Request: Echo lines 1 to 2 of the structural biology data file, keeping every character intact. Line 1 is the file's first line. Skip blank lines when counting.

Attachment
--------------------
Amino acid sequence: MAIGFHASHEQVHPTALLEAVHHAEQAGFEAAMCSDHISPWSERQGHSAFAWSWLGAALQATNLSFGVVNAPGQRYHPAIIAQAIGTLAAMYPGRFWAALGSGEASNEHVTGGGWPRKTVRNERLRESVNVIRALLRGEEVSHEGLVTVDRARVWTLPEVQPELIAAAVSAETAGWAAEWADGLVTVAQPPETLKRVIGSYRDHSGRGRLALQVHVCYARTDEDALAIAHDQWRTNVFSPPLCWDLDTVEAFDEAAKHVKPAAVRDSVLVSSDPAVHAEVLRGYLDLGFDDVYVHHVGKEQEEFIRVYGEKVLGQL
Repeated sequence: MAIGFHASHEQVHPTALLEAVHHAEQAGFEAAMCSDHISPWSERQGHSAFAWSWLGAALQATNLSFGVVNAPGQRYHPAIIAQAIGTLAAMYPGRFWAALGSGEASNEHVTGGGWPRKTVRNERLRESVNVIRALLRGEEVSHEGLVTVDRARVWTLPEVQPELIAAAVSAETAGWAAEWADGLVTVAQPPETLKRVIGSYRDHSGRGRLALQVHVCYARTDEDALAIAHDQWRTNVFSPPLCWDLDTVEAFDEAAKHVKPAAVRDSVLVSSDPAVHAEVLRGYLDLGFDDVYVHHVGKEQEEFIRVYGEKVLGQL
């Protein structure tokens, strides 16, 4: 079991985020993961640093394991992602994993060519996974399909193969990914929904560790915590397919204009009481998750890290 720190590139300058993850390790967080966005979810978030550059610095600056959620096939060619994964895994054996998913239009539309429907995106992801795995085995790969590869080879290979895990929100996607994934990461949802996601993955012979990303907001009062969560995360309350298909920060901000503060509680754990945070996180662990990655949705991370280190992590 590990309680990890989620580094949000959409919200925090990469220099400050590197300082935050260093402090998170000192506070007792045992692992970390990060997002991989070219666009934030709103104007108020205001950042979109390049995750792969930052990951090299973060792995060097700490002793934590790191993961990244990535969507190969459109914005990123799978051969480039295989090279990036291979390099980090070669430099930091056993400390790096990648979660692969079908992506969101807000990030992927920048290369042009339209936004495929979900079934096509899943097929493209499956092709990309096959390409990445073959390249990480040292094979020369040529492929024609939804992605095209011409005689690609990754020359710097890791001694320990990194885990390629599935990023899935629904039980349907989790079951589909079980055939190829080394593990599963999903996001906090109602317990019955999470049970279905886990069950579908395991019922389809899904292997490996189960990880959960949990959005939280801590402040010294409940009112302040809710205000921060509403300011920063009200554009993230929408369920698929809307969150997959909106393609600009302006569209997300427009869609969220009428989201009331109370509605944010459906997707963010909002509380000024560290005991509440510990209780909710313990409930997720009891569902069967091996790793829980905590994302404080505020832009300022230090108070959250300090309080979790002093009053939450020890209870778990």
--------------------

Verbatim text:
Amino acid sequence: MAIGFHASHEQVHPTALLEAVHHAEQAGFEAAMCSDHISPWSERQGHSAFAWSWLGAALQATNLSFGVVNAPGQRYHPAIIAQAIGTLAAMYPGRFWAALGSGEASNEHVTGGGWPRKTVRNERLRESVNVIRALLRGEEVSHEGLVTVDRARVWTLPEVQPELIAAAVSAETAGWAAEWADGLVTVAQPPETLKRVIGSYRDHSGRGRLALQVHVCYARTDEDALAIAHDQWRTNVFSPPLCWDLDTVEAFDEAAKHVKPAAVRDSVLVSSDPAVHAEVLRGYLDLGFDDVYVHHVGKEQEEFIRVYGEKVLGQL
Repeated sequence: MAIGFHASHEQVHPTALLEAVHHAEQAGFEAAMCSDHISPWSERQGHSAFAWSWLGAALQATNLSFGVVNAPGQRYHPAIIAQAIGTLAAMYPGRFWAALGSGEASNEHVTGGGWPRKTVRNERLRESVNVIRALLRGEEVSHEGLVTVDRARVWTLPEVQPELIAAAVSAETAGWAAEWADGLVTVAQPPETLKRVIGSYRDHSGRGRLALQVHVCYARTDEDALAIAHDQWRTNVFSPPLCWDLDTVEAFDEAAKHVKPAAVRDSVLVSSDPAVHAEVLRGYLDLGFDDVYVHHVGKEQEEFIRVYGEKVLGQL